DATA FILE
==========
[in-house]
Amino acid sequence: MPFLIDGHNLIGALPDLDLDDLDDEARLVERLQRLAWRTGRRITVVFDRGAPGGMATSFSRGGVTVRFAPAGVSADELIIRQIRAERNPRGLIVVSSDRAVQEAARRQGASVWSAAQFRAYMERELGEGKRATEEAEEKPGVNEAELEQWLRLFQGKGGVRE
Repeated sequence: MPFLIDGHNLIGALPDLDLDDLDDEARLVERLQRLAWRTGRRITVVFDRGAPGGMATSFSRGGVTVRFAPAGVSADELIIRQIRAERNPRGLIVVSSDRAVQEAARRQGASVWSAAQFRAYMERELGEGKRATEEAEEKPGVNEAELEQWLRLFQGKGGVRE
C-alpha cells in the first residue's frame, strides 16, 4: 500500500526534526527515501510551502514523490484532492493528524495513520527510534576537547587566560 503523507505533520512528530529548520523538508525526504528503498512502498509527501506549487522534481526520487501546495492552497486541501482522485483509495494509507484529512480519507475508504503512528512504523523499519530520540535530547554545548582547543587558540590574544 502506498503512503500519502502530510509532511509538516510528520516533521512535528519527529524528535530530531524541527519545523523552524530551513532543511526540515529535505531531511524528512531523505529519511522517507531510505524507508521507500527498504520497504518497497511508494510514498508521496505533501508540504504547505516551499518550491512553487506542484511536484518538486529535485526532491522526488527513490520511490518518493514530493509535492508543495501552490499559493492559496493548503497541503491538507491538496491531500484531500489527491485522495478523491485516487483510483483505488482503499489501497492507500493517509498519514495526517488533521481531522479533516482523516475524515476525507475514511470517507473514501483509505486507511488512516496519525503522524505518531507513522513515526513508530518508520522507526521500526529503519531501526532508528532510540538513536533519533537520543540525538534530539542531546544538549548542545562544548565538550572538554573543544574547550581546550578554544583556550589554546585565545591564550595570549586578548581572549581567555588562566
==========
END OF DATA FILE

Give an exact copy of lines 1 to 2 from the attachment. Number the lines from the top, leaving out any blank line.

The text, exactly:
[in-house]
Amino acid sequence: MPFLIDGHNLIGALPDLDLDDLDDEARLVERLQRLAWRTGRRITVVFDRGAPGGMATSFSRGGVTVRFAPAGVSADELIIRQIRAERNPRGLIVVSSDRAVQEAARRQGASVWSAAQFRAYMERELGEGKRATEEAEEKPGVNEAELEQWLRLFQGKGGVRE